Bilberry: Crohn's Disease and Colitis

A small study with interesting indicators on the value of bilberry's anthocyanins...

Bilberry in the Prevention of Inflammatory Bowel Disease

Source: American Chemical Society Symposium Series

Bilberry is one of the most popular herbs on the market today. During World War II when British air pilots ate bilberries, they reported an improved ability to adjust to glare and an increase in their visual acuity and nighttime vision. Bilberry extracts show promise in the areas of diabetic retinopathy, macular degeneration, cataracts, glaucoma, cardiovascular disease and varicose veins.

Crohn's disease is one of two inflammatory bowel conditions that affect the intestinal lining. The other is ulcerative colitis. The exact cause of these conditions is not known for certain. Both illnesses are thought to have a genetic component. Other contributing factors have been implicated, including food allergies, stress, poor nutrition, and infection. It is also believed that an "autoimmune response," where the immune system attacks the body's own tissue as though it were a foreign invader, may play a role in Crohn's disease. Although Crohn's disease is sometimes mistaken for ulcerative colitis, it has several unique features. Crohn's disease most commonly affects the small or large intestine, while ulcerative colitis shows up in the lower intestine and the rectum. Ulcerative colitis is more common than Crohn's disease, but the incidence of Crohn's appears to be on the rise. Although these conditions hit the gastrointestinal tract hardest, they can lead to many other conditions affecting different parts of the body.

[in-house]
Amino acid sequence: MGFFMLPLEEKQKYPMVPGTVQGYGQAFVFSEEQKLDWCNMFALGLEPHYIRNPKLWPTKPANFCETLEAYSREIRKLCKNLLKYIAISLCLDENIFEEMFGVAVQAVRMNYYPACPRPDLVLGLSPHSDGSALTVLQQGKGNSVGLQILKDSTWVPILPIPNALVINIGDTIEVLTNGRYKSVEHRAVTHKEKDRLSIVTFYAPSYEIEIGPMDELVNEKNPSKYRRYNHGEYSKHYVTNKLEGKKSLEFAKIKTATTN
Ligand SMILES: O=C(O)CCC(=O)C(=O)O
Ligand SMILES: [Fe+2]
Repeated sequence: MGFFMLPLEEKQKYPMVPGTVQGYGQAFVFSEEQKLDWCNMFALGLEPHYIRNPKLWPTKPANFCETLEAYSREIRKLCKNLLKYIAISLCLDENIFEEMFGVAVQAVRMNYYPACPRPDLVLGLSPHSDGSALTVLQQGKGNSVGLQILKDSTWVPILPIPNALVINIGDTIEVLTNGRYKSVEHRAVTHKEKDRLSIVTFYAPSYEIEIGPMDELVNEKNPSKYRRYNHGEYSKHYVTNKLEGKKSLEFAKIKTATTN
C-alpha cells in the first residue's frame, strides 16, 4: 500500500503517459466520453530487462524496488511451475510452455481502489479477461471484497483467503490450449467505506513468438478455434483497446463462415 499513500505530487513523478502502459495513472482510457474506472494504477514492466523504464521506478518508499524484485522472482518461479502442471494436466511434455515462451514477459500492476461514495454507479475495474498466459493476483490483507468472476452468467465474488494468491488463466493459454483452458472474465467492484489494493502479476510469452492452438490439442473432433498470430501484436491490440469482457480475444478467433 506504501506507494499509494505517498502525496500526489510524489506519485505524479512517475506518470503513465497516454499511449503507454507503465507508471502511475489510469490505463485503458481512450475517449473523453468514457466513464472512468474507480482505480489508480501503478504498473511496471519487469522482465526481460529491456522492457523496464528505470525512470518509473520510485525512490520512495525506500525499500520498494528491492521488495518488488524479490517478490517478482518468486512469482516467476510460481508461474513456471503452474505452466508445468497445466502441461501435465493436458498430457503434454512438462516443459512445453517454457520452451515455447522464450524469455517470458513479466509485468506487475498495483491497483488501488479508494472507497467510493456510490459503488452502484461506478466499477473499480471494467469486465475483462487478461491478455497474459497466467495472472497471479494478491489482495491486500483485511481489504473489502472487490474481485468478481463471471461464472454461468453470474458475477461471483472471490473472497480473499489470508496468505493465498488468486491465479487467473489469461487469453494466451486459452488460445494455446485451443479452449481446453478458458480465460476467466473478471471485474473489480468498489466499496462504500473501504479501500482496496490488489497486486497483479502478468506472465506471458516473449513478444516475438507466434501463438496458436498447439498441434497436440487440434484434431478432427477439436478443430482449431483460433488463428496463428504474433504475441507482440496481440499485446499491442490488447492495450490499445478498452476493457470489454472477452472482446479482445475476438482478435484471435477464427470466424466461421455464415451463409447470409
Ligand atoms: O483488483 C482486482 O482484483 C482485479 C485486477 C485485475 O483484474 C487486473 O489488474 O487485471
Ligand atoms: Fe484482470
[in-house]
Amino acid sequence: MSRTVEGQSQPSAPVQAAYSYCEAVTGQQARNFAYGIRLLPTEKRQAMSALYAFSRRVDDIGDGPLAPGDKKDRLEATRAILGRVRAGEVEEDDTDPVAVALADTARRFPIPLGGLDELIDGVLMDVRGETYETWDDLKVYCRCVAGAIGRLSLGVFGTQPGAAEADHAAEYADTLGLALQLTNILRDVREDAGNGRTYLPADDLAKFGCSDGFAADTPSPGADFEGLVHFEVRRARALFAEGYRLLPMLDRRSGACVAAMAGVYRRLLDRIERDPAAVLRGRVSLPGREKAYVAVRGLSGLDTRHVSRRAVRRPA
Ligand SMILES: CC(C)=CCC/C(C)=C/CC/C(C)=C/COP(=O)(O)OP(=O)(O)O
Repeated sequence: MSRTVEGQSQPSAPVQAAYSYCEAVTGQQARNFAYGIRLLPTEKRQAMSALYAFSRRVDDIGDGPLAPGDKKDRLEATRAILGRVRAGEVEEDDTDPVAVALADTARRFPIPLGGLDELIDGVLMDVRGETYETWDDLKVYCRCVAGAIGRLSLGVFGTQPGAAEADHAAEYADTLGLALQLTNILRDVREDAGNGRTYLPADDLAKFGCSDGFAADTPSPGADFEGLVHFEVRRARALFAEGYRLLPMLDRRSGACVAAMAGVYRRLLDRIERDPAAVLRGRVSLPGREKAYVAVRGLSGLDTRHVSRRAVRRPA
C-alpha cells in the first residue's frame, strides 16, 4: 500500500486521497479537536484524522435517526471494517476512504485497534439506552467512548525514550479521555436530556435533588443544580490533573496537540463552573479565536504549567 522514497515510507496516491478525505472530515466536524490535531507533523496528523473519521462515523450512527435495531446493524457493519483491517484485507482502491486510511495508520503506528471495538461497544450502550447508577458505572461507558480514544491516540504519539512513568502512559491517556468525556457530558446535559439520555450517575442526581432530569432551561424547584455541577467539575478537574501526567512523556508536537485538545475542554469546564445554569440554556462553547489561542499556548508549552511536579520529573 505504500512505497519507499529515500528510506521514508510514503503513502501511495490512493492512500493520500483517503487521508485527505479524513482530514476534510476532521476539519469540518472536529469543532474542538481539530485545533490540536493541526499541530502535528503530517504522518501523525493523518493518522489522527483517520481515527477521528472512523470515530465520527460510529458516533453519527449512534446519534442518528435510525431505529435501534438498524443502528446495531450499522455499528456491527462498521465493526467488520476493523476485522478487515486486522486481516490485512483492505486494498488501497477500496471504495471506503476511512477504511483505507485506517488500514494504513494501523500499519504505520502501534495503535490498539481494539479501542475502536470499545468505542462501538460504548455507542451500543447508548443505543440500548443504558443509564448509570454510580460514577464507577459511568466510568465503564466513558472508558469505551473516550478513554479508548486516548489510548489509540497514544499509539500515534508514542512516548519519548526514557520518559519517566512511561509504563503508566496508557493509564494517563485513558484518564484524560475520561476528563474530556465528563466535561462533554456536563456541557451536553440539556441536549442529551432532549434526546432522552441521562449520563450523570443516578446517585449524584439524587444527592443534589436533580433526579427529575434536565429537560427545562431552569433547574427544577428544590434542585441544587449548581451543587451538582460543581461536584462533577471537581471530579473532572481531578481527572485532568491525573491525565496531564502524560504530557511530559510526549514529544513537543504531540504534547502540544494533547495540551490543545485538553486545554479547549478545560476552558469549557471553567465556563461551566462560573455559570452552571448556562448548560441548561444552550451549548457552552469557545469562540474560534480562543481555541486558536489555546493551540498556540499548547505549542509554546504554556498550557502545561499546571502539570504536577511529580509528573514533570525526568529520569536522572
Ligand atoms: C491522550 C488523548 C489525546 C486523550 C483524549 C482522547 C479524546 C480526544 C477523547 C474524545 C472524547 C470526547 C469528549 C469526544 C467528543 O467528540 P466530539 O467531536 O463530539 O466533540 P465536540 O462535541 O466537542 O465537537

Bilberries contain very high levels of anthocyanins which are presumed to play a role in the prevention of various degenerative diseases. The researchers’ aim of this study was to examine, after the intake of bilberries, the amount of anthocyanins reaching the colon. Five healthy ileostomy (surgical procedure in which the small intestine is attached to the abdominal wall to bypass the large intestine) volunteers were given 300 g of bilberries. Ileostomy fluid was collected and anthocyanins were identified and quantified. The results were most of the anthocyanins from the bilberries were recovered in the ileostomy fluid which under regular physiological situations would reach the colon. In conclusion, the authors indicated that these results suggest bilberries may prevent inflammatory bowel disease and malignant gastrointestinal diseases.1

1 Kraus M, Kahle K, Ridder F, et al. Colonic Availability of Bilberry Anthocyanins in Humans. ACS Symposium Series. ACS Symp Ser Am Chem Soc. 2010:159-176.

Article courtesy of National Health Information on Demand (

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